• While you’re in Stratford-upon-Avon , see where Shakespeare is buried at the Holy Trinity Church
  • A replica of the Globe Theatre was built in London near the spot where Shakespeare’s theatre stood. You can visit in person or take a virtual tour if you can't get there in person!

william shakespeare homework

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Welcome to the Web's first edition of the Complete Works of William Shakespeare. This site has offered Shakespeare's plays and poetry to the Internet community since 1993.

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Thank you for visiting the Shakespeare Resource Center. You'll find here collected links from all over the World Wide Web to help you discover William Shakespeare. There are millions of pages that reference Shakespeare on the Internet. This site aims to make it a little easier to find the most useful ones.

The e-mail policy of the Shakespeare Resource Center is simple: the SRC will not provide answers to questions about homework, paper topics, interpretations, etc. The purpose of this site is to provide links to aid you in your online Shakespeare research; it's not meant to provide you a personal research assistant. But for the most burning questions, why not Ask the Bard ?

You can also follow the Shakespeare Resource Center on Facebook and Twitter for daily updates of news, pages, and other timely items of interest. And if you're in need of a book, movie, or other Shakespeare-related merchandise, your Amazon.com purchase helps support the site. Enjoy!

william shakespeare homework

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Resources you can trust

Shakespeare homework activity grid

Shakespeare homework activity grid

This creative and supportive resource is ideal for KS3 and KS4 students studying Shakespeare's life or any of his works, either poetry or drama. 

With a diverse range of options available, there really is something to appeal to all students, with activities based around music, presentations, group work and image-based work. 

There are also activities that help to deepen students' understanding of Shakespeare's life, the context of his works and his unique use of language and literary form. 

Useful for homework activities, this flexible resource can also be purposeful in the classroom, for starter or plenary activities, or as the basis of a lesson/series of lessons. 

Browse additional resources in our  Shakespeare collection.

Sample activities from the resource:

  • Design a questionnaire of 10 questions for other readers to answer to see how much they know about the William Shakespeare. Write a separate answer sheet.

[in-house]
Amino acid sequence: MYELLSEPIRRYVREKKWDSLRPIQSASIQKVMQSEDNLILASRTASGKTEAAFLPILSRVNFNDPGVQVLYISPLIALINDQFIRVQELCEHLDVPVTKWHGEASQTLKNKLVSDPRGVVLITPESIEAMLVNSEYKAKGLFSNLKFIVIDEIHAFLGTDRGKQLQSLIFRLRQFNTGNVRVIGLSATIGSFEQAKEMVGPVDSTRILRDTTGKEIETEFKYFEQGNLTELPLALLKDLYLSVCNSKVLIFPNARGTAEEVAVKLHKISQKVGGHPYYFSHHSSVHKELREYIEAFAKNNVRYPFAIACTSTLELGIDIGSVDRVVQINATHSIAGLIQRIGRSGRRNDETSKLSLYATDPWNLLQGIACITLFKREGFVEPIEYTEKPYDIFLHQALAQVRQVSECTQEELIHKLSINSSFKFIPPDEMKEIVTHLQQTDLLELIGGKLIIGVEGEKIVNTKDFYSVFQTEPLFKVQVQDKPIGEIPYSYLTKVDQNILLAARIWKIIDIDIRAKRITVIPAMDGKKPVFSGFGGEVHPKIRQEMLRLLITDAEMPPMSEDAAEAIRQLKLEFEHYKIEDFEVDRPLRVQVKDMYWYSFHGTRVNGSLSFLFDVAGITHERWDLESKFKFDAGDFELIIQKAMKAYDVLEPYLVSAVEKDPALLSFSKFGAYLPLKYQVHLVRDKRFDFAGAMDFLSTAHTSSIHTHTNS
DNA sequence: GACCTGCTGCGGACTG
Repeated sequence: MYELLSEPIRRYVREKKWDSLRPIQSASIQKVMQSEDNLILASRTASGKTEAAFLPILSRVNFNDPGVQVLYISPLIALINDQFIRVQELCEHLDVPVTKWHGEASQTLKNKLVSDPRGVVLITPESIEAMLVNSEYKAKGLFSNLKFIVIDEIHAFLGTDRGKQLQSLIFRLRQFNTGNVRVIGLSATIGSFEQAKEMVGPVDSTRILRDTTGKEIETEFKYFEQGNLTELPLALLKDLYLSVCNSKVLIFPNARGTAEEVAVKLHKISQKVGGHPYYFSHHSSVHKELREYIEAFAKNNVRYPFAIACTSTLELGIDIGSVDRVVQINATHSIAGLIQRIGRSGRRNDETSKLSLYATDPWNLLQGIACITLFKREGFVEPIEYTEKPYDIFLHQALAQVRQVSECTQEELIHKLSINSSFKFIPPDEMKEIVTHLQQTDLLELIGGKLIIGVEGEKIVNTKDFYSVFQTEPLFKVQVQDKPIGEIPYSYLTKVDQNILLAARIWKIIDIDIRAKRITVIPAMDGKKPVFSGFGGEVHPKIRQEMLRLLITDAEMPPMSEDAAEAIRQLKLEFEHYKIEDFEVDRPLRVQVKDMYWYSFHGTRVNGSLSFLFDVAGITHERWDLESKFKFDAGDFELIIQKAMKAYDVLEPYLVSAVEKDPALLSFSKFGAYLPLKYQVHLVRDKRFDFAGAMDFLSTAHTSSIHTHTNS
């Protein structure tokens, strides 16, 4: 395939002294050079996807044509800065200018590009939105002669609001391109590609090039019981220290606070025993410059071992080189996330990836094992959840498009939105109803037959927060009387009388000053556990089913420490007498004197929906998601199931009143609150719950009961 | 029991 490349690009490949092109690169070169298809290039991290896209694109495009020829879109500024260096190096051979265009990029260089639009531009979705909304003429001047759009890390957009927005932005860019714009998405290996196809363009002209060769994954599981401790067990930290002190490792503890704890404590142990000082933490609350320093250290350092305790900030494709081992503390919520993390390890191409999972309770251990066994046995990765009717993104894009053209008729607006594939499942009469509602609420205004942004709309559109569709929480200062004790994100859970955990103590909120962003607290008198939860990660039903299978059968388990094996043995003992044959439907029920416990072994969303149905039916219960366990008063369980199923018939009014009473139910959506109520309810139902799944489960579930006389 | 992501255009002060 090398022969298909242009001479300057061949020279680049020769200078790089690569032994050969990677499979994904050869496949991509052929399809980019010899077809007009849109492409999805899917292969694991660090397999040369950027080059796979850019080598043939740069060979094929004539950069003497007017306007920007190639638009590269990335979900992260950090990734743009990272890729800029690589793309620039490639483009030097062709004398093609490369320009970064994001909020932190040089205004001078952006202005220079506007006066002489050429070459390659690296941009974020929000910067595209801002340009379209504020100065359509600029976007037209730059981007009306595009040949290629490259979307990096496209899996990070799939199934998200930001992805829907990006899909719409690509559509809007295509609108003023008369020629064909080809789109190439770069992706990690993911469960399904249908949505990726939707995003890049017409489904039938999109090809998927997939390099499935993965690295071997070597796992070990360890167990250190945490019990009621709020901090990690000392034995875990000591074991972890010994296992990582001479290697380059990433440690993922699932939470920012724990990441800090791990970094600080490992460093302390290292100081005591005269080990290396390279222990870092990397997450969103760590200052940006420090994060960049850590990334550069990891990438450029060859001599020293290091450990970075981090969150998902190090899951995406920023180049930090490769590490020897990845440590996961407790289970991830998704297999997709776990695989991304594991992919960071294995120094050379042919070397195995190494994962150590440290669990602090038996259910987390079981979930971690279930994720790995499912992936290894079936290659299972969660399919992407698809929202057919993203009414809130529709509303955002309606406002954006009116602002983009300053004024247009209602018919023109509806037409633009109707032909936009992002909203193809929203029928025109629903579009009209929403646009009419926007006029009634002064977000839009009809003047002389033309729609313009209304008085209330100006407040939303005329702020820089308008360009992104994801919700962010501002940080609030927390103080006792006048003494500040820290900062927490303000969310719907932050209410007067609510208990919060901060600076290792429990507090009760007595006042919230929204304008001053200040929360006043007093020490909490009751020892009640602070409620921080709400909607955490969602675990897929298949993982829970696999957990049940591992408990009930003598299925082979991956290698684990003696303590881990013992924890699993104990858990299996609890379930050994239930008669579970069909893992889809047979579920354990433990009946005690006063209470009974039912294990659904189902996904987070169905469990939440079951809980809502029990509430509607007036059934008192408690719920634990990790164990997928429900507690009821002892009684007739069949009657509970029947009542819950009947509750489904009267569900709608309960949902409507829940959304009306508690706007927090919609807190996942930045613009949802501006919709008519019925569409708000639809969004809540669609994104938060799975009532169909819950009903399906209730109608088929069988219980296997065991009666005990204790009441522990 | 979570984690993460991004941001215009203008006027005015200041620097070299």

• Make a list of at least five sounds that are important to William Shakespeare. Use quotations from any of his plays to explain why you chose those sounds.              
  • Create a collage to represent Shakespeare. By using PETAL explain how five aspects of your collage link to Shakespeare and his life.    
  • In groups, research an ethical issue from the time period Shakespeare was alive and plan a debate about it ready to present in class.        
  • Fill in a feelings and attitudes web to show in detail how one main character is connected to other characters and events from one of Shakespeare’s plays.
  • Choose a song that you think sums up the main themes in one of Shakespeare’s plays.

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Resources you might like.

Shakespeare's Globe

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Explore our range of engaging teaching resources for all ages and levels

  • Teaching resources
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Whether you’re teaching remotely, working from home with your children, or teaching in school, you’ll find a range of inspiring resources from Shakespeare’s Globe.

Options to support you include:

  • Resources from previous productions
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  • Our iOS app
  • Information on textbooks
  • The Discover section of our website
  • A dedicated mailing list for teachers


Use Teach Shakespeare to find, use and save hundreds of teaching resources designed to make lesson planning easy and innovative.

You can access these dynamic and relevant resources from anywhere, to help build your schemes of work for 11-18 year olds. Search the free database by play, resource type, or teaching level.

You can save favourites, organise them into folders, share these with others and make notes on the go.


CPD Sessions can be arranged online, at the Globe or in your school.

Courses can be devised to meet your particular curriculum requirements and staff development needs. Sessions can be run for individuals, selected members of staff or whole departments.

Sessions can be tailored for teachers and trainee teachers of Key Stages 1 – 5, across a range of subjects.


There are free online resources for the plays that have been performed as part of our annual project for schools.

Over the past ten years we’ve created a wealth of teaching resources for various key curriculum Shakespeare plays. These resources can still be found on the individual production websites that offer a variety of creative ways for students to engage with language, character, themes and performance.


We run an ongoing programme of online events, workshops and courses.

You can attend from anywhere in the world, from the comfort of your home.

New workshops and events for students and teachers are regularly being added – browse what is currently available by visiting What’s On and filtering venue by ‘At Home’ .


Macbeth (2020).

Access hundreds of previous Globe On Screen productions via Bloomsbury’s schools portal.